On Feb. 11, a federal judge struck down a ban involving interstate handgun transfers. In the case of Mance v. Holder, the judge applied the legal standard of “strict scrutiny” to determine whether a ban on such transfers is constitutional. It isn’t. The decision could have far-reaching ramifications.
Mance v. Holder involved individual plaintiffs residing in the District of Columbia and Texas and the Citizens Committee for the Right to Keep and Bear Arms.
The plaintiff for which the suit was named is Fredric Russell Mance, Jr., a federally licensed firearms dealer in Arlington, Texas, and District of Columbia residents Andrew and Tracey Hanson. All are members of the Citizens Committee for the Right to Keep and Bear Arms, which was also a plaintiff and which funded the suit. “Holder” in the suit name is U.S. Attorney General Eric Holder; also named as a defendant was BATFE Director B. Todd Jones.
In his ruling, U.S. District Court Judge Reed O’Connor of the Northern District of Texas, Fort Worth Division, wrote, “(T)he Court finds that the federal interstate handgun transfer ban burdens conduct that falls within the scope of the Second Amendment.” “The federal interstate handgun transfer ban is unique compared to other firearms restrictions because it does not target certain people (such as felons or the mentally ill), conduct (such as carrying firearms into government buildings or schools), or distinctions among certain classes of firearms (such as fully automatic weapons or magazine capacity),” O’Connor wrote, adding the ban “targets the entire national market of handgun sales and directly burdens law-abiding, responsible citizens who seek to complete otherwise lawful transactions for handguns.” Virginia attorney Alan Gura and Texas attorney William B. “Bill” Mateja of Fish & Richardson in Dallas represented CCRKBA and the individual plaintiffs.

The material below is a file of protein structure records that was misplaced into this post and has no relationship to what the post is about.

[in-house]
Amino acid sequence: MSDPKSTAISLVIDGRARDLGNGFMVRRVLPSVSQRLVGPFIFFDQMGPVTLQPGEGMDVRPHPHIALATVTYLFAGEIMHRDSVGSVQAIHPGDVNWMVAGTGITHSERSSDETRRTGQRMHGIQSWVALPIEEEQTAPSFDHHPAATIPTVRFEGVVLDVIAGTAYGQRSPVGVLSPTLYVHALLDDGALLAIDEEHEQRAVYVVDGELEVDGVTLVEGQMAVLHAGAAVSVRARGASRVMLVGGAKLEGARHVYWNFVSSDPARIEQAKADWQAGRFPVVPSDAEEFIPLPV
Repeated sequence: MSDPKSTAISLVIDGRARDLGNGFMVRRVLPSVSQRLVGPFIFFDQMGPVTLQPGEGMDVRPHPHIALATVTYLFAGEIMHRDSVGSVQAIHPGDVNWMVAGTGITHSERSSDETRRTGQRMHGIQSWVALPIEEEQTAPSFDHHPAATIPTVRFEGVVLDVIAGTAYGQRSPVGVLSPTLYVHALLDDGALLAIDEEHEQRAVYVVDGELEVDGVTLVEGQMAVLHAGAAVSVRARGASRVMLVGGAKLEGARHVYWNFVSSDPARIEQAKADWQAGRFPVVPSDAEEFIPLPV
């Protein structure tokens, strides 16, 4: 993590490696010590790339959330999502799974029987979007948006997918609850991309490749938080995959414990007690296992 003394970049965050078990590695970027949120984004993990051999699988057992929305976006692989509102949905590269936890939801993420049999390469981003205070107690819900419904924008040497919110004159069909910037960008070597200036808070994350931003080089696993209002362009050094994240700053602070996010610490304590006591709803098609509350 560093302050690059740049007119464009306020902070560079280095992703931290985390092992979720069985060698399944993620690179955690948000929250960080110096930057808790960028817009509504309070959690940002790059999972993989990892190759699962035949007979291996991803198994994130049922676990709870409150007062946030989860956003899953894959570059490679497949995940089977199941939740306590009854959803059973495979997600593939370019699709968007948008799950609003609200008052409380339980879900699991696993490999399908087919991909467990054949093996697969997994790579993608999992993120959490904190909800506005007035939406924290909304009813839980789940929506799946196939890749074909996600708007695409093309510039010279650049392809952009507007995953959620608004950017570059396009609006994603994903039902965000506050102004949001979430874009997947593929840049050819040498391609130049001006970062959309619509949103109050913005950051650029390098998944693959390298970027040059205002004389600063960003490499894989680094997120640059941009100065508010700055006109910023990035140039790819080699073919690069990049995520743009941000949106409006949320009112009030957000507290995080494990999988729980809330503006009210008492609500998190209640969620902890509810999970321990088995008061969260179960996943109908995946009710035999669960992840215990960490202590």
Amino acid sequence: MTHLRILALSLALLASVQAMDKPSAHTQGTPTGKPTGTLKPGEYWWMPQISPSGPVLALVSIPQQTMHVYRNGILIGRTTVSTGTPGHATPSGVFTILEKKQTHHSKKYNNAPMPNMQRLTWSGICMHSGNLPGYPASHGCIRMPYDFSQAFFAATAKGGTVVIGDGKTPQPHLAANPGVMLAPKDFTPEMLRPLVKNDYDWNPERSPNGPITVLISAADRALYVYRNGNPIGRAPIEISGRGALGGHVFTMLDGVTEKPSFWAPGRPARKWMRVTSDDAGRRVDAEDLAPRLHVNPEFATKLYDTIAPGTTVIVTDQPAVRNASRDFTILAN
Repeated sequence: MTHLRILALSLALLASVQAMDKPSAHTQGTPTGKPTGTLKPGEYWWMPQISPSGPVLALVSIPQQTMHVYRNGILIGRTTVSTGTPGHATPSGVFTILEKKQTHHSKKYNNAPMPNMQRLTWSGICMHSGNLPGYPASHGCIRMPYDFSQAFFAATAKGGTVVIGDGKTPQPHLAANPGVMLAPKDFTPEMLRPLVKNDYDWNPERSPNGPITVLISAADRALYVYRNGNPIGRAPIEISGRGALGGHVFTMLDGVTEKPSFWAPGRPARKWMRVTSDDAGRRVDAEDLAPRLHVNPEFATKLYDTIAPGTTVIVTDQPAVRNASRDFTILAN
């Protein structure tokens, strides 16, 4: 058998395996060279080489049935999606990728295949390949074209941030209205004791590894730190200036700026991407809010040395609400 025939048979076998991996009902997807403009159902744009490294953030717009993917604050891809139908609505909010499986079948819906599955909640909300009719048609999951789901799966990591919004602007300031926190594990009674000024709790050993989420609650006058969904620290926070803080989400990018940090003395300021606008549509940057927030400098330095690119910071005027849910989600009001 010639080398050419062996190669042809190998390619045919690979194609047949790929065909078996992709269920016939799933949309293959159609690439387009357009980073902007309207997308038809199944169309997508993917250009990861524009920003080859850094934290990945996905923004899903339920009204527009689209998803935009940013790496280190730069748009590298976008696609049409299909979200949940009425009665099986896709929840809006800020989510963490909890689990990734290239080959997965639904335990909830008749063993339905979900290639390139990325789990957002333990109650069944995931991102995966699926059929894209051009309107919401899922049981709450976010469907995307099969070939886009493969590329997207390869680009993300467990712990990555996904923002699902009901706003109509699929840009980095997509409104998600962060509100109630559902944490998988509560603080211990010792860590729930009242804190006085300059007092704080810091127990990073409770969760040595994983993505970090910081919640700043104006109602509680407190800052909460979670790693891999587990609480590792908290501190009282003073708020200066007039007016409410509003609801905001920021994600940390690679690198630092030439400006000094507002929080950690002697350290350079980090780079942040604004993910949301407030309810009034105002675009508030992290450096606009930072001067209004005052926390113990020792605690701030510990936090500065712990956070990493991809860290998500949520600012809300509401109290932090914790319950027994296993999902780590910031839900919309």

“It is bizarre and irrational to destroy the national market for an item that Americans have a fundamental right to purchase,” Gura said. “Americans would never tolerate a ban on the interstate sale of books or contraceptives. And Americans are free to buy rifles and shotguns outside their state of residence, so long as the dealers respect the laws of the buyer’s home state. We’re gratified that the court agreed that handguns should be treated no differently.”